Introduction Parental exposure to tobacco smoke has been associated with an increased risk of stillbirth, while only a few studies took the overall parental tobacco exposure status into consideration. We aim to explore the relationship of parental smoking and passive smoking before and during pregnancy with stillbirth in a large Chinese rural cohort.
Design 248 501 couples were enrolled in a national prospective cohort study conducted in rural China. Parental exposure to tobacco smoke before and during pregnancy, along with other risk factors, was ascertained by questionnaires. Pregnancy outcomes were recorded by physicians.
Results The ORs (Odds Ratios) of maternal active smoking, maternal passive smoking, paternal active smoking and paternal passive smoking were 2.07 (95% CI 1.25 to 3.41), 1.22 (95% CI 1.01 to 1.47), 1.36 (95% CI 1.13 to 1.63) and 1.10 (95% CI 0.87 to 1.39), respectively. The rates of stillbirth increased from 0.31% for the maternal non-smoking group to 0.43% for the smoking cessation during pregnancy group, to 0.64% for the decreased smoking group and 1.28% for the continuing smoking group. A similar pattern was found in the change in paternal smoking status and stillbirth. Stratified by maternal passive smoking, the OR of paternal smoking was 1.35 (95% CI 1.13 to 1.61) in the maternal non-smoking group and 1.67 (95% CI 1.09 to 2.56) in the maternal passive smoking group.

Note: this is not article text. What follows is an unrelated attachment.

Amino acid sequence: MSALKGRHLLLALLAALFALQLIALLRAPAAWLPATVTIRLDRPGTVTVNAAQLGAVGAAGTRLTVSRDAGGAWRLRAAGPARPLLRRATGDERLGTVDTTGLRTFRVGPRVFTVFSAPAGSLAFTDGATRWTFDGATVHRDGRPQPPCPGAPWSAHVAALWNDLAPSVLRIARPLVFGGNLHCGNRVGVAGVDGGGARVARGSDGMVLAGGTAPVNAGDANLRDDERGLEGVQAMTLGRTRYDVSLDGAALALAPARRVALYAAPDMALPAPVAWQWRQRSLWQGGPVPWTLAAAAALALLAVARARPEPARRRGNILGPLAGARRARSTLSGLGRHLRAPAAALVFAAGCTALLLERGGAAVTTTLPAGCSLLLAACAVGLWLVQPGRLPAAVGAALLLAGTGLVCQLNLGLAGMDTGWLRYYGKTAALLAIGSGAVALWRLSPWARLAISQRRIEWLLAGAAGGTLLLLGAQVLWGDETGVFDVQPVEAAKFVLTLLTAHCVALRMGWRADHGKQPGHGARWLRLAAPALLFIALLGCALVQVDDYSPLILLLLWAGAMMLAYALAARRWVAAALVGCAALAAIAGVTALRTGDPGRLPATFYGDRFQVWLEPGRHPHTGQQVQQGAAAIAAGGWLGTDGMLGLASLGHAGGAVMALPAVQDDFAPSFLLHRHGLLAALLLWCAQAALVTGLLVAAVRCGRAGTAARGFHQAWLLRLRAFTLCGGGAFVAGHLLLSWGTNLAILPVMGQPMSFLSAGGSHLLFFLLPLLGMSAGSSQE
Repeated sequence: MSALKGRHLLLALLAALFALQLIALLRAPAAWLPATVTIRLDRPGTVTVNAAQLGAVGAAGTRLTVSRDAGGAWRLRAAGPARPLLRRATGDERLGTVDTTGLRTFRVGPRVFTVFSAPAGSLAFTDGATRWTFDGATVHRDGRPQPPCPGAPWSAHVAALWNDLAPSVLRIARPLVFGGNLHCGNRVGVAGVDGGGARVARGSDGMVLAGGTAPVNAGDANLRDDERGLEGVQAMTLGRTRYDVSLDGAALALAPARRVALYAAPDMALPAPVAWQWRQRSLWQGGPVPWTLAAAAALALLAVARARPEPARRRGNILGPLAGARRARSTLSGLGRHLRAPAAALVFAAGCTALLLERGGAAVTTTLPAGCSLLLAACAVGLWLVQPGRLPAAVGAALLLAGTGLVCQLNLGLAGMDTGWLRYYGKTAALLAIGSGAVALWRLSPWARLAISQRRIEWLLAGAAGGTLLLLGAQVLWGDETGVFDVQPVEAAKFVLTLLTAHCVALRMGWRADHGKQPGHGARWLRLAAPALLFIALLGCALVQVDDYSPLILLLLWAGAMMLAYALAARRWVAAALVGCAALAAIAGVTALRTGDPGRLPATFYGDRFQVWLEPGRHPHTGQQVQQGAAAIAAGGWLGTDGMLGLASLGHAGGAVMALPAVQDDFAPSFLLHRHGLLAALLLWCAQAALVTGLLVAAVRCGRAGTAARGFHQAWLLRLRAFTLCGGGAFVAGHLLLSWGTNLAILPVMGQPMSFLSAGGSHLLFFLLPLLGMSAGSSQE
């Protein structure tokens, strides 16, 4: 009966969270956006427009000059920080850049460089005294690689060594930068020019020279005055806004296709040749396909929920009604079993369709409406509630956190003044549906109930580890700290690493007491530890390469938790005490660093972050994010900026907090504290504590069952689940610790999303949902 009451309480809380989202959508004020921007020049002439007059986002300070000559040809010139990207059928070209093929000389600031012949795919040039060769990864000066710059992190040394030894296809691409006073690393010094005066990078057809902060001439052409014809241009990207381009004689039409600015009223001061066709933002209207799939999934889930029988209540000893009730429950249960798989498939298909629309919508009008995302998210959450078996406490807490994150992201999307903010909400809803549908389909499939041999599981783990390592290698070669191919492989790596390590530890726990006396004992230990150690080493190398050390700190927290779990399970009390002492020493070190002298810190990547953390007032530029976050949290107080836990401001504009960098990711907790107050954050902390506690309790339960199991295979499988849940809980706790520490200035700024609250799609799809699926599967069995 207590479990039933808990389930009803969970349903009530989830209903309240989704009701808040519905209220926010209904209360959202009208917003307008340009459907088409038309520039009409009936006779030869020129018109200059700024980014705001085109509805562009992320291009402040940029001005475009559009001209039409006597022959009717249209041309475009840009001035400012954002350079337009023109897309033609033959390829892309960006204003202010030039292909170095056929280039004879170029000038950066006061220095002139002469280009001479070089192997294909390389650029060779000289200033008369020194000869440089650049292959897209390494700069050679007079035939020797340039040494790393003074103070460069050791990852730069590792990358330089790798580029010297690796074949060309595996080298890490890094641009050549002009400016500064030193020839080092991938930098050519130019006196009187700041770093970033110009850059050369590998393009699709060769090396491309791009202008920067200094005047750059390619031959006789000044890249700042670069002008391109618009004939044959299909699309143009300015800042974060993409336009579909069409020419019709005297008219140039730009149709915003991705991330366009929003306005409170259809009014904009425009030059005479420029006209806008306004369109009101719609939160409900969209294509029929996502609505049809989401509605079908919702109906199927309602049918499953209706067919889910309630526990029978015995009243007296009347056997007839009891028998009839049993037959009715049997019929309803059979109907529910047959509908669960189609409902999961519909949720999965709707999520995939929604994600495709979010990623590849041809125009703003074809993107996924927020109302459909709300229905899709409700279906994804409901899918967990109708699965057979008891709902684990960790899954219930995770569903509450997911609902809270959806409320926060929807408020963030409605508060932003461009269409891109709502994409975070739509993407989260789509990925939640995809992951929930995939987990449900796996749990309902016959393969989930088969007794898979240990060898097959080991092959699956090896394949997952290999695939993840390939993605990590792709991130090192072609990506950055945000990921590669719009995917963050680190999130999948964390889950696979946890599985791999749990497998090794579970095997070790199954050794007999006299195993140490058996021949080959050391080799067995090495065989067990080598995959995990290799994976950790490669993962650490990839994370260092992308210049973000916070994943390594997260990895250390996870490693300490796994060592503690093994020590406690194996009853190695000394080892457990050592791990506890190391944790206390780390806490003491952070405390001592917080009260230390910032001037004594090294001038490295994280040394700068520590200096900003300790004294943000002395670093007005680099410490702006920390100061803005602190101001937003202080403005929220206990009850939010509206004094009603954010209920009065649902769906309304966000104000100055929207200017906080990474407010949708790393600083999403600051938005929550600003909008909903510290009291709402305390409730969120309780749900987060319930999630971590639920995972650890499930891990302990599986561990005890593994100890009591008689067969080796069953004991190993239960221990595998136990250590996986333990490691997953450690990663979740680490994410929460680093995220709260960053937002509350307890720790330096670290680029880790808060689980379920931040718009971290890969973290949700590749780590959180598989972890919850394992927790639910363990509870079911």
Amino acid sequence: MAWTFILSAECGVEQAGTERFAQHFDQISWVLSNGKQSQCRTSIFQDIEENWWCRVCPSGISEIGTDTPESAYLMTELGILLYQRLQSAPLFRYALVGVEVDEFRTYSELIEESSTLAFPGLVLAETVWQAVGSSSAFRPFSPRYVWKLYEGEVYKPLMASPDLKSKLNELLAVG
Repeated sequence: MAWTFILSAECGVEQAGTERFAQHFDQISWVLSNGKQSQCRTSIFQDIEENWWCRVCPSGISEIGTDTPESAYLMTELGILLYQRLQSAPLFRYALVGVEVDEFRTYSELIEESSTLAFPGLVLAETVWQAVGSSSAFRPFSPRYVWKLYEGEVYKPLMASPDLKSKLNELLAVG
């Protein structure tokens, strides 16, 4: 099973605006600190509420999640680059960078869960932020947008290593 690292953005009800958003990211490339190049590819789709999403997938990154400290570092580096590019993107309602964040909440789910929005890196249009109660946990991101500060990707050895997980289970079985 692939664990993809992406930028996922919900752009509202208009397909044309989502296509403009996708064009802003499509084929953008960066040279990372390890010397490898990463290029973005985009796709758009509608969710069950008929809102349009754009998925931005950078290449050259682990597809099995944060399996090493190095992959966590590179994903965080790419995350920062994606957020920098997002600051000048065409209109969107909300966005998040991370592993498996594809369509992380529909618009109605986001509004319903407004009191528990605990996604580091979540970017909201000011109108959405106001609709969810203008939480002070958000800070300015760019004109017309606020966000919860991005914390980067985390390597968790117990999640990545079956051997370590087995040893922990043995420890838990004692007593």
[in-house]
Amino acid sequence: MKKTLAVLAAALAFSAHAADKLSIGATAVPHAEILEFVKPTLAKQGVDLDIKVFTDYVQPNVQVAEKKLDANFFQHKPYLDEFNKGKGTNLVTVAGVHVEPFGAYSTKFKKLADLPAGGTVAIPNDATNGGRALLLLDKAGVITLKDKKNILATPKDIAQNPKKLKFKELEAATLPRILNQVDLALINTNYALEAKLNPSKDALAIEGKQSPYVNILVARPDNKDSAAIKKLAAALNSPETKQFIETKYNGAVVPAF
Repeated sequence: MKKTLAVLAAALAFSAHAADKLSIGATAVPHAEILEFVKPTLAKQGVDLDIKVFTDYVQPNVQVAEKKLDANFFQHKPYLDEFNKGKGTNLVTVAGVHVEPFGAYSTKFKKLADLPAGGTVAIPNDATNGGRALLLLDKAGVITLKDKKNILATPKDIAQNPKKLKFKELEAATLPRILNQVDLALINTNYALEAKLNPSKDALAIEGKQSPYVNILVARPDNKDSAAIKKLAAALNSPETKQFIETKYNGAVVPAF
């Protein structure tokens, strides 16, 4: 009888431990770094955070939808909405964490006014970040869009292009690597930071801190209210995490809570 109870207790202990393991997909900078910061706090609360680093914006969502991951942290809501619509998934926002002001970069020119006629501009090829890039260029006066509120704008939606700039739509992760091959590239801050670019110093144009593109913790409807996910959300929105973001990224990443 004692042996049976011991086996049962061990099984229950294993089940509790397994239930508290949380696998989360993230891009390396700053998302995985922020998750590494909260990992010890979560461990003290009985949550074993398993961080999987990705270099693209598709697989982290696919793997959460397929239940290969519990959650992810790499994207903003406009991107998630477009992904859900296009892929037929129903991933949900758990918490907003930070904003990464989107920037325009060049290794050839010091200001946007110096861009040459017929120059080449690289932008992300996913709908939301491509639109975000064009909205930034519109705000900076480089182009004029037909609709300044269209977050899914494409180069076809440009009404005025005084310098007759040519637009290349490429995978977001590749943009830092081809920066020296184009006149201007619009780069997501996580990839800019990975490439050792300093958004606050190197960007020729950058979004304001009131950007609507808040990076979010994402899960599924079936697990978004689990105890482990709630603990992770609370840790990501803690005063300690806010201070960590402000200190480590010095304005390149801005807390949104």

Conclusions Parental exposure to tobacco smoke increased the risk of stillbirth, especially for those continuing smoking during pregnancy. Paternal smoking is an independent risk factor for stillbirth despite maternal passive smoking status.
- passive smoking
- cohort studies
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